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Increasing abdominal pressure with and without PEEP: effects on intra-peritoneal, intra-organ and intra-vascular pressures



Intra-organ and intra-vascular pressures can be used to estimate intra-abdominal pressure. The aim of this prospective, interventional study was to assess the effect of PEEP on the accuracy of pressure estimation at different measurement sites in a model of increased abdominal pressure.


Catheters for pressure measurement were inserted into the stomach, urinary bladder, peritoneal cavity, pulmonary artery and inferior vena cava of 12 pigs. The pressures were recorded simultaneously at baseline, during 10 cm H20 PEEP, external abdominal pressure (7 kg weight) plus PEEP, external abdominal pressure without PEEP, and again under baseline conditions.

Results (mean ± SD)

PEEP alone increased diastolic pulmonary artery and inferior vena cava pressure but had no effect on the other pressures. PEEP and external abdominal pressure increased intraperitoneal pressure from 6 ± 1 mm Hg to 9 ± 2 mm Hg, urinary bladder pressure from 6 ± 2 mm Hg to 11 ± 2 mm Hg (p = 0.012), intragastric pressure from 6 ± 2 mm Hg to 11 ± 2 mm Hg (all p ≤ 0.001), and inferior vena cava pressure from 11 ± 4 mm Hg to 15 ± 4 mm Hg (p = 0.01). Removing PEEP and maintaining extraabdominal pressure was associated with a decrease in pulmonary artery diastolic but not in any of the other pressures. There was a significant correlation among all pressures. Bias (-1 mm Hg) and limits of agreement (3 to -5 mm Hg) were similar for the comparisons of absolute intraperitoneal pressure with intra-gastric and urinary bladder pressure, but larger for the comparison between intraperitoneal and inferior vena cava pressure (-5, 0 to -11 mm Hg). Bias (0 to -1 mm Hg) and limits of agreement (3 to -4 mm Hg) for pressure changes were similar for all comparisons


Our data suggest that pressure changes induced by external abdominal pressure were not modified by changing PEEP between 0 and 10 cm H20.

Peer Review reports


Intraabdominal hypertension (IAH), a sustained increase in intraabdominal pressure (IAP) above 12 mmHg, and abdominal compartment syndrome (ACS), a sustained increase in IAP above 20 mmHg with new-onset organ failure [1, 2], are highly prevalent in critically ill patients, especially in those with a high body mass index, massive fluid resuscitation, and renal and coagulation impairment [3]. In this context, significant cardiovascular [4], respiratory [5], renal [6], hepatosplanchnic [710] and neurologic dysfunction [11] with increased mortality have been described [12].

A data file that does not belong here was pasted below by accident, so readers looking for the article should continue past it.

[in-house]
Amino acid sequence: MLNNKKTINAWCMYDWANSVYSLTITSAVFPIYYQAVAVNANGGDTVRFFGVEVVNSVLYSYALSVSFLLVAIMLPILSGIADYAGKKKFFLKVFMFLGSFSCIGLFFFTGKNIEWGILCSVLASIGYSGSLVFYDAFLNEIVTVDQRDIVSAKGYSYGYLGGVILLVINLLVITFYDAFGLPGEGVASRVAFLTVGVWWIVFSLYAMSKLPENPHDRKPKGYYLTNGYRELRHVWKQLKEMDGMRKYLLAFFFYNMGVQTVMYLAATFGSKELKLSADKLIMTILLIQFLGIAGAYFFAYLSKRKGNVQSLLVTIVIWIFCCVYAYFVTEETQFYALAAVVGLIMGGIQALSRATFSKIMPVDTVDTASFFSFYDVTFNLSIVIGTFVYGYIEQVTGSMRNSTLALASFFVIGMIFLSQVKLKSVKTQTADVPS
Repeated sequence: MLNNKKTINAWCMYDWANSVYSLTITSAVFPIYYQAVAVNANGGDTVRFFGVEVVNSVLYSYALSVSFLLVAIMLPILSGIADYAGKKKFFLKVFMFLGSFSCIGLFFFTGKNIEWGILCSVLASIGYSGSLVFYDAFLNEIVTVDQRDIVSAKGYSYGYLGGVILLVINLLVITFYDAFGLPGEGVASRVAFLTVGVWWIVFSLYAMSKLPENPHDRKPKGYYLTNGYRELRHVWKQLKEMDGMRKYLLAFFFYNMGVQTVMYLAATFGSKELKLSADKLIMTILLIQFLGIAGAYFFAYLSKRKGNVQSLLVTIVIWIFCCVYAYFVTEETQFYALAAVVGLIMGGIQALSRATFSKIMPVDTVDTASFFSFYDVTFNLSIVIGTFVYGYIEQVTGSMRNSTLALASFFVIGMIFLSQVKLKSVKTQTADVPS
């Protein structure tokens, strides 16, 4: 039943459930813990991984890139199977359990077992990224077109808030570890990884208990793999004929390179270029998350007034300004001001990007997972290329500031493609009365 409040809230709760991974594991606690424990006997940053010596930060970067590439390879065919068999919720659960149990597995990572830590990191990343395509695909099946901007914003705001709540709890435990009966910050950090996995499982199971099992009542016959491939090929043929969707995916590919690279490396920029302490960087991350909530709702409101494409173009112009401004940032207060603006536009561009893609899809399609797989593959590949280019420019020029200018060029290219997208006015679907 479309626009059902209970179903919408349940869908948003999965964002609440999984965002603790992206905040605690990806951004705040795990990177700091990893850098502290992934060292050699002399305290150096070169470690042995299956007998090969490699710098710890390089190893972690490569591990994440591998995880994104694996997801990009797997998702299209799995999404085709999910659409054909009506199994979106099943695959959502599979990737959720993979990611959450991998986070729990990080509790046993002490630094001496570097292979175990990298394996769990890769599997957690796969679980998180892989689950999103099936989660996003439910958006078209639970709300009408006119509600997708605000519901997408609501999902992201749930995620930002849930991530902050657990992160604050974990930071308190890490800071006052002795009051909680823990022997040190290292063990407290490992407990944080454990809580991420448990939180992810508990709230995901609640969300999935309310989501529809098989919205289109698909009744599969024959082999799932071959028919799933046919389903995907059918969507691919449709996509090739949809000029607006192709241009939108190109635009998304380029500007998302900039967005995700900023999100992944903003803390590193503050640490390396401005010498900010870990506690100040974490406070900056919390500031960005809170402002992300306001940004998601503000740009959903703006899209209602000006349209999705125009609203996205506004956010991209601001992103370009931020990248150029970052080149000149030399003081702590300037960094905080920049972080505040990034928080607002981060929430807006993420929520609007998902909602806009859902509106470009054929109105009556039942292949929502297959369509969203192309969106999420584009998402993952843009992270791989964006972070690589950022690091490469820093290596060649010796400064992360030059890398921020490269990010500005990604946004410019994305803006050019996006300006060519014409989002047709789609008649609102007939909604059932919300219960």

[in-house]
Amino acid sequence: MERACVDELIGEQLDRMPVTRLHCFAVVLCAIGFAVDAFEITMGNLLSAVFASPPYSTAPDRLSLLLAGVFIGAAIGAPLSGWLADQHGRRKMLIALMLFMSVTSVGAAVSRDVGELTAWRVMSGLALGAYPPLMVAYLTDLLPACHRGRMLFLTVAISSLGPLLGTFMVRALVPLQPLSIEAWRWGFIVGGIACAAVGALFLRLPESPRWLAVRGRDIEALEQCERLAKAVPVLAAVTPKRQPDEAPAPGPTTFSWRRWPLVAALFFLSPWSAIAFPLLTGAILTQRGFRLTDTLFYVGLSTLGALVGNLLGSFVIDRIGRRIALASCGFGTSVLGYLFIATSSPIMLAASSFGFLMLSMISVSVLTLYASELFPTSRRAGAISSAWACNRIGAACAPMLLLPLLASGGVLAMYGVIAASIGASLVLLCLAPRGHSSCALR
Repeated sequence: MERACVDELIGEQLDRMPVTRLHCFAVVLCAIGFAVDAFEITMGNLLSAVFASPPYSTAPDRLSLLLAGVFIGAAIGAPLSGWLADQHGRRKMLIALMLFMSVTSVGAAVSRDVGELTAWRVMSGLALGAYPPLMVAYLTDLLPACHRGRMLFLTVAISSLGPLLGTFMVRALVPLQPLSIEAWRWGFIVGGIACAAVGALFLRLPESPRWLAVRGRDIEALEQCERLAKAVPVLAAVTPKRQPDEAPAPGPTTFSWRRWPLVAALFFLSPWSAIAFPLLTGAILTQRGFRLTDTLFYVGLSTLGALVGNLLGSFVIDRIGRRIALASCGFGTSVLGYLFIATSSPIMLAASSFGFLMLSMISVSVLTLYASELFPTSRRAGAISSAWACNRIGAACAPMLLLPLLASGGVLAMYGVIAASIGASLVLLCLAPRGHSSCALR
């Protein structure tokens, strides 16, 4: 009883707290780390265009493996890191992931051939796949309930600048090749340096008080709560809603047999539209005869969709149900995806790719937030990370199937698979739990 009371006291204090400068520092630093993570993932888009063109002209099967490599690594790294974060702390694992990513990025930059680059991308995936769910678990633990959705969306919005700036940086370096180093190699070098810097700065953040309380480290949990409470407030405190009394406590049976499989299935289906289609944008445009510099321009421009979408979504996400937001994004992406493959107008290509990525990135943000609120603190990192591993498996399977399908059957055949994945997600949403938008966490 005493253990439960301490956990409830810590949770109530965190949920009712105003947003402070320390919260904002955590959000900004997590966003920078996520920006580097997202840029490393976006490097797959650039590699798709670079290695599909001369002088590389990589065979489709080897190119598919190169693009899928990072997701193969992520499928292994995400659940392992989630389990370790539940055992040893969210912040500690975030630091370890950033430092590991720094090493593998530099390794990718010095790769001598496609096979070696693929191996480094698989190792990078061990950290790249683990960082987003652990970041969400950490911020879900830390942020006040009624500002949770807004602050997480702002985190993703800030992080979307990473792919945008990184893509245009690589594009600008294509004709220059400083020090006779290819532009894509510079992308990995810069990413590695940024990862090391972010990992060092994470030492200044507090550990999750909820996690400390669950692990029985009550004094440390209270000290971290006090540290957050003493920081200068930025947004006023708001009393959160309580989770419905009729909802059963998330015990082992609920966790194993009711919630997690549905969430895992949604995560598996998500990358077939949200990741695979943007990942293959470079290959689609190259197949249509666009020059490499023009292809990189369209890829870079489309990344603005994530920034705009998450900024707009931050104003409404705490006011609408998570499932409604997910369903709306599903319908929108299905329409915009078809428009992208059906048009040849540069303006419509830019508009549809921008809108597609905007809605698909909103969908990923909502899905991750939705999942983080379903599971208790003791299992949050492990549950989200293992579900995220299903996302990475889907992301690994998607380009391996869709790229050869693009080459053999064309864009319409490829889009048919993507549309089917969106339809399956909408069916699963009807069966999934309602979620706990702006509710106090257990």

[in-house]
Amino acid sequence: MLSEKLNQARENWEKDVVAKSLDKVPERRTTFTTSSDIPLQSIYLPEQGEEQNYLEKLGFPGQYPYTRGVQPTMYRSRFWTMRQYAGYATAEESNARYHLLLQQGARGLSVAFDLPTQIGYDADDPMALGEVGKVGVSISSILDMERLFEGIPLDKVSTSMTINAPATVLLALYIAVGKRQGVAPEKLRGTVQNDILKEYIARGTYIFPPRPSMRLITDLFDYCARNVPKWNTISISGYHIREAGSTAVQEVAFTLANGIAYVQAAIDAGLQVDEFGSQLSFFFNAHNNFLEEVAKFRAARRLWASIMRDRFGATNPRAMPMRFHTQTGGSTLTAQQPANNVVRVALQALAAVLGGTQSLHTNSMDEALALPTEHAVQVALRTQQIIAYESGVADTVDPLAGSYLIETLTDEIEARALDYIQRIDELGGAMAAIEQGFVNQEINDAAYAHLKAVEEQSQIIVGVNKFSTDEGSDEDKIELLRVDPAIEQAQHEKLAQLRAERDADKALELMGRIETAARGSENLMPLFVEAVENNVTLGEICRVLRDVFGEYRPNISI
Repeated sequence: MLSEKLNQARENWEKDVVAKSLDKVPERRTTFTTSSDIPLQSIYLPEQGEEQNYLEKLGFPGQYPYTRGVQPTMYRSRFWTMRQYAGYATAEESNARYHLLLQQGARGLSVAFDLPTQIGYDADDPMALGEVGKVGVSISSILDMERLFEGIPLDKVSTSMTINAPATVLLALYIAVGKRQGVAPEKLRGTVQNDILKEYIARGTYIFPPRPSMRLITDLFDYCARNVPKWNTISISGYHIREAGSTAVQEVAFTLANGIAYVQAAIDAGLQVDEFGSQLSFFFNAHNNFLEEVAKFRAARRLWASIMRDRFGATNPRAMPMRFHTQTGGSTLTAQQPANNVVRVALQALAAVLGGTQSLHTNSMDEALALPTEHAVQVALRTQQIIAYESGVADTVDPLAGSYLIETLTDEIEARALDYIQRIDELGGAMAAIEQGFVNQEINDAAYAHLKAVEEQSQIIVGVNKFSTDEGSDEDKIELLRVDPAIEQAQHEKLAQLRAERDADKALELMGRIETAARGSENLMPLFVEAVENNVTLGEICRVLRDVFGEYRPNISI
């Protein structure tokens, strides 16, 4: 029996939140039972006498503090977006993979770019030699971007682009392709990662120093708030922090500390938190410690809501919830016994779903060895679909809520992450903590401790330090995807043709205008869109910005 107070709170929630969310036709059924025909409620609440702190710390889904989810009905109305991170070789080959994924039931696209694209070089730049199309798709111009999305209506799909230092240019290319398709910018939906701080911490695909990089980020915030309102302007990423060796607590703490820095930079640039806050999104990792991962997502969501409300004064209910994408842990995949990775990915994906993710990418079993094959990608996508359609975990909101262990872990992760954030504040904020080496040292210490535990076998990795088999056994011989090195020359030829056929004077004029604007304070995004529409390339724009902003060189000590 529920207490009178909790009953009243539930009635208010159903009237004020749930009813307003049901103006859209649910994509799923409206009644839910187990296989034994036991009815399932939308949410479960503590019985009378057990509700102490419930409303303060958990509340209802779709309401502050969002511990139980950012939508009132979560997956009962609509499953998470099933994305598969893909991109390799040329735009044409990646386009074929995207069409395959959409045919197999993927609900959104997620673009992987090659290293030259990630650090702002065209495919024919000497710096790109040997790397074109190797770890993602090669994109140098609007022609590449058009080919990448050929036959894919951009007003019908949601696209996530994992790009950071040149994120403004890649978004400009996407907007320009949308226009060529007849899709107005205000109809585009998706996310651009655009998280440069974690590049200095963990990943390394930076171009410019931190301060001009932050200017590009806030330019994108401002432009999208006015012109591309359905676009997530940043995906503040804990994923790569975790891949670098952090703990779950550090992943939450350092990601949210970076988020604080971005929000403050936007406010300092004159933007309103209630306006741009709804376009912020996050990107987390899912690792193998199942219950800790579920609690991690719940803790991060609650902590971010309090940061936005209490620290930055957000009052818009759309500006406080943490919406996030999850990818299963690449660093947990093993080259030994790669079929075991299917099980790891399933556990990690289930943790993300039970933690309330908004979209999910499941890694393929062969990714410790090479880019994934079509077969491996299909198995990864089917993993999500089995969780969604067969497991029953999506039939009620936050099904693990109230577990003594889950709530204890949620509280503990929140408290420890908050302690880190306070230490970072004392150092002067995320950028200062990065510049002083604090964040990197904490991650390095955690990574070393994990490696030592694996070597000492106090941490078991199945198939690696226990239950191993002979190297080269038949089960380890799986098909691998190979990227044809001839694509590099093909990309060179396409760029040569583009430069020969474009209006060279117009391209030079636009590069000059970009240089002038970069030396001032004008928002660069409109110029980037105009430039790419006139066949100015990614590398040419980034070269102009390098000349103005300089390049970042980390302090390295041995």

Despite increasing evidence regarding the relevance of IAH and ACS, many intensive care units never measure the intraabdominal pressure (IAP), and no consensus exists on optimal timing of measurement or when decompressive laparotomy should be performed [13, 14]. The definitions and diagnosis of IAH and ACS depend greatly on the accuracy, reliability and reproducibility of the IAP measurement technique [15], yet clinical measures of elevated IAP such as measuring abdominal girth and assessing the tenseness of the abdomen have low sensitivity and accuracy [13, 16], and the direct measurement of IAP is rather invasive, and- with the exception of intraoperative measurements during laparoscopic interventions- not feasible in the clinical setting in most cases [17].

Since the abdomen and its contents can be considered primarily fluid in character, and consequently noncompressive, the IAP can be measured in nearly every part of the abdomen [18]. Alternative indirect methods for estimating IAP, such as measuring urinary bladder, inferior vena cava, gastric, intrarectal, and intrauterine pressures, have been used over the years. However, although the intravesical route has evolved as the gold standard [13], the ideal method for measuring intraabdominal pressure has increasingly become a matter of debate [18]. Both Foley manometers and IAP monitors are reliable and reproducible methods of measuring IAP, with low coefficients of variation, especially with increasing IAP [19].

While ACS may decrease lung compliance, increasing PEEP may limit the cranial expansion of the abdominal cavity. Pressure changes on both sides of the diaphragm may lead to alterations in the relationship between lower and upper intraabdominal, and intrathoracic and intraabdominal intravascular pressures [20]. The aim of this study was to assess the relationship between the pressure changes in the urinary bladder, the inferior caval vein, the stomach, and the pulmonary artery with directly measured intraperitoneal pressure changes during a small but clinically significant increase in IAP with and without moderate positive end-expiratory pressure (PEEP). We hypothesized that increased IAP decreases during PEEP release, and that this effect is more pronounced in the upper abdomen and intra-vascularly.